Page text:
Frist City Cycling's James Scott provides us with an in-depth analysis of the current state of cyclocross, by the numbers.
Article provided by James Scott: http://jls.cx/cyclocross-participation-in-the-us-2013-2016/
Colin (Colin Reuter of crossresults.com) tweeted the other day about a plateau in the number of cyclocross racers in the US:
This got me thinking: are the numbers stagnant across all US regions? Are some places shrinking, and others growing? Here in Colorado there’s a general perception that numbers are down this year, are we seeing something real? Colin was nice enough to extract a data set that contained state info and send it to me so I could pursue some answers to these questions. State data became reliable in 2013 – apparently before that, the scene in NULL was super hot – so that’s what we have here.
Note that I did some cleanup of the data, and my totals are a little bit shy of the American Racer Days in Crossresults Database graph that Colin posted in the Twitter thread linked above. However, the shape of the total results trend agrees to a first approximation with the American Racer Days graph. And yes, I have a lot of data series in a line graph, but I think this presentation makes it easiest to pick out the trends and see the relative participation in the bigger states. You can download the Tableau workbook with the data and remix to your heart’s content, and if you do, I want to see it.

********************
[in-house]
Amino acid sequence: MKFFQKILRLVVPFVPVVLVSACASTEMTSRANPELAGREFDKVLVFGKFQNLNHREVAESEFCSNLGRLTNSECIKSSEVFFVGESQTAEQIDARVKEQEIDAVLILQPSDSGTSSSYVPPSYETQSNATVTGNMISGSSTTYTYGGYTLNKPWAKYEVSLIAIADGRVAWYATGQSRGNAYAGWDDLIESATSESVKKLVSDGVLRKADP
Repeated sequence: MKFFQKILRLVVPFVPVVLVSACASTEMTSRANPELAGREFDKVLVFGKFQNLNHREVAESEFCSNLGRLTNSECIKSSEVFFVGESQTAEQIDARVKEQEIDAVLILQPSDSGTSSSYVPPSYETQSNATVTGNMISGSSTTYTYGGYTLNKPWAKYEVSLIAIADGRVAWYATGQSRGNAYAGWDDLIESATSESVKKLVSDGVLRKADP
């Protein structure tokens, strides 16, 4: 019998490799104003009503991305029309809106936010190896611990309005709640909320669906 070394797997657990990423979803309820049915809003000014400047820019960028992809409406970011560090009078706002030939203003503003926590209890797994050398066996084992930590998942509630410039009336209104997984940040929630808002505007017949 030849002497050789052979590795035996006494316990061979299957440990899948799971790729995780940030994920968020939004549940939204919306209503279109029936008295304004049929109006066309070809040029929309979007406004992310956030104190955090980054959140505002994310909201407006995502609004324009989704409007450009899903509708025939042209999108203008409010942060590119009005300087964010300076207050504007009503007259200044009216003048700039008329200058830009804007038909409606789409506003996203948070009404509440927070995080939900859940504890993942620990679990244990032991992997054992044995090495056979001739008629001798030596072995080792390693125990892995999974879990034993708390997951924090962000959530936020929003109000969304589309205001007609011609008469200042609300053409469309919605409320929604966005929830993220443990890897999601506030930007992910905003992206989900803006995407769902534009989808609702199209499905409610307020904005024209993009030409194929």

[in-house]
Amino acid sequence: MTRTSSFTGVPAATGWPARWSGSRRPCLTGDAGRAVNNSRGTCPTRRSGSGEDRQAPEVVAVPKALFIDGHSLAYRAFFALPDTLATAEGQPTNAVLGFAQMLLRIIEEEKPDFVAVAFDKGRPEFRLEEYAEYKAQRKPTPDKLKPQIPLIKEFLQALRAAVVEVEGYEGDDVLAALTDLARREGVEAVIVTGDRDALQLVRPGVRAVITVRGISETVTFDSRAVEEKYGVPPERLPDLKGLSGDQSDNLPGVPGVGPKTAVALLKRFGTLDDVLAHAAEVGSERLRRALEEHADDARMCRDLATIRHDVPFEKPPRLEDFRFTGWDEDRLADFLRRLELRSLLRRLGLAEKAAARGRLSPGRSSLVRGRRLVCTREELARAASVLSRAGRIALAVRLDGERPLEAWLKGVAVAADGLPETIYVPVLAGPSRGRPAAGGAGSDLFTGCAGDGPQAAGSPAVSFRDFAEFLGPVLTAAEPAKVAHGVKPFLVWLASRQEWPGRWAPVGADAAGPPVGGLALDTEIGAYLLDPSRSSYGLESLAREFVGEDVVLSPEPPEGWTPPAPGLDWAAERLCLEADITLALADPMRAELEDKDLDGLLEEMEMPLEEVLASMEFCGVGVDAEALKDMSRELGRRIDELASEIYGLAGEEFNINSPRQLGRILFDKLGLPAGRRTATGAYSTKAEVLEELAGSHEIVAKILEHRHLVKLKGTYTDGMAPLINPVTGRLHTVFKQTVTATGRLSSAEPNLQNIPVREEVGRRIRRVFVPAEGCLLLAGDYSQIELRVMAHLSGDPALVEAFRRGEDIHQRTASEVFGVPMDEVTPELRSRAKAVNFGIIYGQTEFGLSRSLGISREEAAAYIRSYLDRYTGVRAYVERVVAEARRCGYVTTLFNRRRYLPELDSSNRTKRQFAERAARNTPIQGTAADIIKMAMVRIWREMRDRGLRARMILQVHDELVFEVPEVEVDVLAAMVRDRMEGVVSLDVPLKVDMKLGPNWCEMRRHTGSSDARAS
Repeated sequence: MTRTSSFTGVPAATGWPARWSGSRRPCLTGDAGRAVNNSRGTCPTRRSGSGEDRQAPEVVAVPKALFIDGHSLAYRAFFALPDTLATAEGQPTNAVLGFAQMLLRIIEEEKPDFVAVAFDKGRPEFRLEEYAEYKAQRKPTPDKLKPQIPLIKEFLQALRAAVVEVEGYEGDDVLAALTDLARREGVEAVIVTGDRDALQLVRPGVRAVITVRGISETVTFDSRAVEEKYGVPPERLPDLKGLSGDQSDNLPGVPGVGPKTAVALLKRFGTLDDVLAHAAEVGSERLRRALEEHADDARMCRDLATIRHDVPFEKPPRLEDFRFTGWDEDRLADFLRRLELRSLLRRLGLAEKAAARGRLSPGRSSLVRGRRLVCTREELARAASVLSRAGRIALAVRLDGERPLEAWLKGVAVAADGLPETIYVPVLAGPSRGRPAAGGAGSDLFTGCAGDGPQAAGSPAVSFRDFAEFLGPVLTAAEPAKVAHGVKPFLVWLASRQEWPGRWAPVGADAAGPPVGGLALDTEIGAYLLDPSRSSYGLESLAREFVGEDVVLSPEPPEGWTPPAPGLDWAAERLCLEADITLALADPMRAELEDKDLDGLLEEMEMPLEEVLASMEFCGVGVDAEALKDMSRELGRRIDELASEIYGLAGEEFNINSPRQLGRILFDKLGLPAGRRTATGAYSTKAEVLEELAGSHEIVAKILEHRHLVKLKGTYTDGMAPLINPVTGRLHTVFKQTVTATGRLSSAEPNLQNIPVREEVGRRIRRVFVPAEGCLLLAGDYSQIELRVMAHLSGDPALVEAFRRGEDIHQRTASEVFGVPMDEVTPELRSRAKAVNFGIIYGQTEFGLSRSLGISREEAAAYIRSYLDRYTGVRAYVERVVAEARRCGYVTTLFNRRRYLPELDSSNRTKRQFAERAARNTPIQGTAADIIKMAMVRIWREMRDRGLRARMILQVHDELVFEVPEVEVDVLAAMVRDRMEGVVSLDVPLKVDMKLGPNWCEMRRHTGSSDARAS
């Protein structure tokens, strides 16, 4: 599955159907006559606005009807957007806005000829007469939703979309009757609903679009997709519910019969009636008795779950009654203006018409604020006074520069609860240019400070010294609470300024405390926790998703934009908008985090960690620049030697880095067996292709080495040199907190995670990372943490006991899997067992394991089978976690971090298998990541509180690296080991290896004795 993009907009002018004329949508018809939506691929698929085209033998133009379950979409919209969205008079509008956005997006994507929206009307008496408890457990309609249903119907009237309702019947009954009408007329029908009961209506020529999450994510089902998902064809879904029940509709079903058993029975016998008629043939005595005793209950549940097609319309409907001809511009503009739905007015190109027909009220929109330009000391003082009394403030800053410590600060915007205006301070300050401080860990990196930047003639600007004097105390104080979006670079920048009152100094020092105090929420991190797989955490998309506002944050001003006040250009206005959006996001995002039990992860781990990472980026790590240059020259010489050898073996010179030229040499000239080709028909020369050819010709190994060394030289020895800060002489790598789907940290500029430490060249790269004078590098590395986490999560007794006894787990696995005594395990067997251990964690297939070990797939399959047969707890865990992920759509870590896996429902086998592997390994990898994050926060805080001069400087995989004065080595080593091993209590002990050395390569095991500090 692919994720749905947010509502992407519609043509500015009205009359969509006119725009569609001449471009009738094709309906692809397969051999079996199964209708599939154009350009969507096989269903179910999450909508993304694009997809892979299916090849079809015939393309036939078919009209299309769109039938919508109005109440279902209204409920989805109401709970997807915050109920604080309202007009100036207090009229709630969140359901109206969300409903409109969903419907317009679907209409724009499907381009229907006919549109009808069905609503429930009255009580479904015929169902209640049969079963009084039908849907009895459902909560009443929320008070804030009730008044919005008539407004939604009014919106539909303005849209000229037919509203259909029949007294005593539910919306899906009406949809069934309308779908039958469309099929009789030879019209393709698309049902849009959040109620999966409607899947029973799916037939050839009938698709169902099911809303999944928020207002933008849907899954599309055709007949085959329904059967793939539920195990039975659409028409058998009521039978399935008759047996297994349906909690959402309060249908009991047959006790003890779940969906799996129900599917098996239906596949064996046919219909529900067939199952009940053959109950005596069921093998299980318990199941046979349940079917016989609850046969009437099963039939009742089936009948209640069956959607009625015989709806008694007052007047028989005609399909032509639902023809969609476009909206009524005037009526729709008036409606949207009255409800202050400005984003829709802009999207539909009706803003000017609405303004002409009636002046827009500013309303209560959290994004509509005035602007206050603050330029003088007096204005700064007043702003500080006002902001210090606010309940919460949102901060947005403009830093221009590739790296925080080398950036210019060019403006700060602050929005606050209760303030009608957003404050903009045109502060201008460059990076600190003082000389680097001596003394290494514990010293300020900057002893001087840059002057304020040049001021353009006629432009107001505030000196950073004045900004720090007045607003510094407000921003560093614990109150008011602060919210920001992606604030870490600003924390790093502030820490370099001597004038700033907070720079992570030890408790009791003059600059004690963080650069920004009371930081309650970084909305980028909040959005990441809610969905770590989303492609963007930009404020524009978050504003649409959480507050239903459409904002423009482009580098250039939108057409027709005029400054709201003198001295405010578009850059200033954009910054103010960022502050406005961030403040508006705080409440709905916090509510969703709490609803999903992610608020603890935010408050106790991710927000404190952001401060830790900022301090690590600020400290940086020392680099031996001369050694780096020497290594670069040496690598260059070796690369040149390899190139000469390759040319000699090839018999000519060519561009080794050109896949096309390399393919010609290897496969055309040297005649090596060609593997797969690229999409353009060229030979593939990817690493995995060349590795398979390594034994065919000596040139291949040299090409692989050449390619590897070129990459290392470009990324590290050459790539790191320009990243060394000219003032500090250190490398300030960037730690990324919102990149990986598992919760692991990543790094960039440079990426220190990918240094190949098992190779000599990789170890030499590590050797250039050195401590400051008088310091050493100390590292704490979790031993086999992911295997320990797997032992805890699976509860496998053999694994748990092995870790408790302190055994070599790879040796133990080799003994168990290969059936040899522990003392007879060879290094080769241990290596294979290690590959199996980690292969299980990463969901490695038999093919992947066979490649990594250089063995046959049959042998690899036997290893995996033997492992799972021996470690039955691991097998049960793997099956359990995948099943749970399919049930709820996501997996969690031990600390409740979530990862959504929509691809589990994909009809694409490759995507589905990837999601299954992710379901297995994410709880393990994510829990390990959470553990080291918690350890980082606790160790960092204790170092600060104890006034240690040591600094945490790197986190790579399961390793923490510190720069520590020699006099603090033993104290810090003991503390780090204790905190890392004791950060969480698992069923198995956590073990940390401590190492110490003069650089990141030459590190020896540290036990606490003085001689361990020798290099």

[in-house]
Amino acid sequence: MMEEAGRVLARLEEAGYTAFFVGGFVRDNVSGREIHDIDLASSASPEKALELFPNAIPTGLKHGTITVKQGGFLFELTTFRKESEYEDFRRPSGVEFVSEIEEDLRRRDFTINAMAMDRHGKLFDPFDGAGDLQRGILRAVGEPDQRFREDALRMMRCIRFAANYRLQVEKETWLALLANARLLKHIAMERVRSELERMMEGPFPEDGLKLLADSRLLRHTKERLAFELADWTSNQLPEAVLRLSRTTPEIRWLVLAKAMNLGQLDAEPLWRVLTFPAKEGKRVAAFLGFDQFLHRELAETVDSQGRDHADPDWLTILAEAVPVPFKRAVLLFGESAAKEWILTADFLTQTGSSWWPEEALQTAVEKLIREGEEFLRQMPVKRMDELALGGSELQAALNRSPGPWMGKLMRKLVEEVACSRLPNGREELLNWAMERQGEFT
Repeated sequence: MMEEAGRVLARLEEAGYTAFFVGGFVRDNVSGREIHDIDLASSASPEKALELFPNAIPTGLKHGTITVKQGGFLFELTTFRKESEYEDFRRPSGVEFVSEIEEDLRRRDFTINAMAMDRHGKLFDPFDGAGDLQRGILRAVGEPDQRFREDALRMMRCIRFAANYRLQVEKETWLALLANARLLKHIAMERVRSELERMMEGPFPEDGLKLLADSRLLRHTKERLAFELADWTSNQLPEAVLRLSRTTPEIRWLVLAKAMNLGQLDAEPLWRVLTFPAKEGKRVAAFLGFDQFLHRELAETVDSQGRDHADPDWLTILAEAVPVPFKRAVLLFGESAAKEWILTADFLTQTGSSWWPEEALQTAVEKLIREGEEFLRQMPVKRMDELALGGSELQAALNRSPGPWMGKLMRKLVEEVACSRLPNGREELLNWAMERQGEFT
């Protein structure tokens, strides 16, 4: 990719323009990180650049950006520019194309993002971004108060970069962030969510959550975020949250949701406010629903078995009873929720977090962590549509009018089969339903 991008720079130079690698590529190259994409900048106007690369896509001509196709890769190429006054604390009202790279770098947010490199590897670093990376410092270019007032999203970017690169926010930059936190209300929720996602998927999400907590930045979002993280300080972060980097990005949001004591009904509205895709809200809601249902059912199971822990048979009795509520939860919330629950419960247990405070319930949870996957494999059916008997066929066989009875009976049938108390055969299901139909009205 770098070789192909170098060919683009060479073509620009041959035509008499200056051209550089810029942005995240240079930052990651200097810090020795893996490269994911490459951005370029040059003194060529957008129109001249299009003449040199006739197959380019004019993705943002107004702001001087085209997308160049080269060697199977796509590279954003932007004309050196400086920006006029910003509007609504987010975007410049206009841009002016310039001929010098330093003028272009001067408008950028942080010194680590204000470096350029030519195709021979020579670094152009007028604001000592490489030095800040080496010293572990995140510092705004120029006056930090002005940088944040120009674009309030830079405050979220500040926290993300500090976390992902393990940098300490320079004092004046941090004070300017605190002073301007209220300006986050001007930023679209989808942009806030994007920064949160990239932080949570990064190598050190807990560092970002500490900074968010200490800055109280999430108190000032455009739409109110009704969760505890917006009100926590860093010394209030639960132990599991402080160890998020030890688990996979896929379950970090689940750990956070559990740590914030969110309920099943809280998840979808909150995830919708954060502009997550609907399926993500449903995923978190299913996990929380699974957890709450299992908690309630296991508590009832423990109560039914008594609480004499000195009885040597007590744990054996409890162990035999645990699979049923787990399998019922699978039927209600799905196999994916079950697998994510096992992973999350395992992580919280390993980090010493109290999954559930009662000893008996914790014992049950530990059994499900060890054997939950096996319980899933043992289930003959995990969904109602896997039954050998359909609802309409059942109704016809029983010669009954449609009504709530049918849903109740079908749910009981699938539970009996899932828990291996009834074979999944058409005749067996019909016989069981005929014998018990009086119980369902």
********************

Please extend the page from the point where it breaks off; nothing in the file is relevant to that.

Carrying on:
For starters, it looks like Colorado is really on a downward trend. After a peak of 16,075 results in 2014, we logged only 12,367 in 2016, which is down about 25%. Washington declined about 29% from 2013 to 2015, then rebounded slightly to just about 11,000 results in 2016. Oregon, which boasts the most results of any state, stayed flat from 2013-2015 but declined by about 15% in 2016. Texas showed robust growth from 2013-2015, then dropped by 37% in 2016. Perhaps there’s some kind of Heritage Tree Disease at work there.
Fortunately, there’s some good news elsewhere. North Carolina’s results have nearly doubled from 2013-2016. New York is also on the upswing, as is Utah. New England in general has stayed stable. But it’s pretty clear that the overall decline is attributable to a drop in participation in a handful of states where CX is popular.
There are a few other things worth noting. Unsurprisingly, there’s a Nationals Bump:
World Cups don’t seem to have much of a halo, though.
Jingle Cross in Iowa went WC this year, and Cross Vegas has been that way since 2015. But that doesn’t seem to have moved the needle in overall participation in those states.
Can you tell that KMC crossed state lines to find a new venue?
Participation across those two states looks pretty flat, except for that.
Of course we can’t discern causes from these numbers, and it’s possible that we have data quality issues that obfuscate the true trends. But it appears that some strongholds of CX are a bit less strong than they were a few years ago, and growing areas aren’t quite making up for the decline. We can’t discern any causes for this trend from the attendance numbers themselves, but race promoters should consider what impact this apparent decline will have as we roll into race calendar coordination season.